Connections Fall 2017

Writing a New Chapter

Few other hot topics hit as close to home as the issue of health insurance, with a majority of Americans understandably concerned and confused about the future of their coverage and their family’s well-being.

New Jersey residents seeking treatment for addiction issues may have already seen significant changes in their access to benefits—through legislation that became effective in May 2017.

Known as P.L. 2017, Chapter 28 of the New Jersey Substance Abuse Law, the act was prompted by the epidemic of opioid abuse that has greatly impacted New Jersey in recent years. Designed to regulate access to opioid drugs—and to establish specific ground rules for treatment of substance use disorders—the legislation requires some NJ-based insurers to cover addiction treatment, on both an inpatient and an outpatient basis, at in-network facilities.

Enacted by Governor Christie, and spearheaded by a major public service ad campaign, Chapter 28 also places initial supply limits and other restrictions on some prescribed opioids.

There’s much more to learn about Chapter 28, concerning length of covered stays in treatment facilities; notification of admission, prescription renewals, and other factors that affect an individual’s access to care and coverage.

There are more questions to be asked regarding exactly which parts of the law apply to you and your insurer. Carrier Clinic® knows that accessing the most comprehensive information is just as important as having access to quality care. Chapter 28 does not apply to all insurance carriers, so it is best to start with a call to your insurance provider to find out more about this new chapter in the fight against opioid addiction.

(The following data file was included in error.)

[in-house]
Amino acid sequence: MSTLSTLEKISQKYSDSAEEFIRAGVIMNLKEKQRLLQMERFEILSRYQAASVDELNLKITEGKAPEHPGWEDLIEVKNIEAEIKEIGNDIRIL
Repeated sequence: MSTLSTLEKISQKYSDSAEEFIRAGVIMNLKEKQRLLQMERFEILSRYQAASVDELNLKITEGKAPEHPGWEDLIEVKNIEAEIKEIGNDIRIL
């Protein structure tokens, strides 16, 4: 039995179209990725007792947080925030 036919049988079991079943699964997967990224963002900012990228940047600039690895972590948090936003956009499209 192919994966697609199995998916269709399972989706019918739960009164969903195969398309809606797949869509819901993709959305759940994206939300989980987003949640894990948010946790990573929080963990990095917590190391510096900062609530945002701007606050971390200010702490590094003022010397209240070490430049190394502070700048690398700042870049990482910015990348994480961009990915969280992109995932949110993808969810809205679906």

Faces of Addiction

The person in the mirror can be the most important guide in the journey to facing a substance abuse problem.

We’ve all seen the pictures, whether on social media or shocking photo spreads in magazines and newspapers. The faces of people caught up in the vortex of substance abuse; a tragic timeline that tracks from the smiling portrait of a healthy-looking young person, to the disheveled appearance, mottled complexion and hopeless gaze of a lost and hurting soul.

They are the Faces of Addiction—not just the heartbreaking “after” images, but all of them, up to and including the seemingly well-adjusted “befores” who radiate such promise and potential. For the disease of addiction cares as little for optics as it does for age, race, gender or social status—and now more than ever, chances are strong that one of those faces in the crowd belongs to somebody close to you.

The facts and figures are shocking to contemplate—difficult to accept. Here in New Jersey, drug overdoses are the leading cause of accidental deaths, with the rate of heroin-related overdoses running triple the national average. Since 2004, the state’s death toll from drug ODs has exceeded 6,000—and the number of New Jerseyans admitted5to drug treatment facilities or programs jumped by an astonishing 700%. It’s a crisis that’s spurred the recent enactment of the “Chapter 28” revisions to the state’s Substance Abuse Law (see related story in this issue of Carrier Connections).